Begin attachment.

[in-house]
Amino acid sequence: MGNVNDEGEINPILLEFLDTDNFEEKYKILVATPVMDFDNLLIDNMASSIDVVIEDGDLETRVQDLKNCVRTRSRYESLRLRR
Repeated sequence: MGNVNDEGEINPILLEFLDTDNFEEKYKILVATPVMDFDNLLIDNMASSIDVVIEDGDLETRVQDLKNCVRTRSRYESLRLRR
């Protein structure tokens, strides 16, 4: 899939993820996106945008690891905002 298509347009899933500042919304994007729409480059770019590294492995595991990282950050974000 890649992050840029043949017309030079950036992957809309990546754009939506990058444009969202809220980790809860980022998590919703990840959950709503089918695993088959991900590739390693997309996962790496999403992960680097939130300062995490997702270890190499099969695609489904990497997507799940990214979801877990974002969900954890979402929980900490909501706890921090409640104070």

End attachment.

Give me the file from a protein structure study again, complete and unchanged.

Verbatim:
[in-house]
Amino acid sequence: MGNVNDEGEINPILLEFLDTDNFEEKYKILVATPVMDFDNLLIDNMASSIDVVIEDGDLETRVQDLKNCVRTRSRYESLRLRR
Repeated sequence: MGNVNDEGEINPILLEFLDTDNFEEKYKILVATPVMDFDNLLIDNMASSIDVVIEDGDLETRVQDLKNCVRTRSRYESLRLRR
């Protein structure tokens, strides 16, 4: 899939993820996106945008690891905002 298509347009899933500042919304994007729409480059770019590294492995595991990282950050974000 890649992050840029043949017309030079950036992957809309990546754009939506990058444009969202809220980790809860980022998590919703990840959950709503089918695993088959991900590739390693997309996962790496999403992960680097939130300062995490997702270890190499099969695609489904990497997507799940990214979801877990974002969900954890979402929980900490909501706890921090409640104070």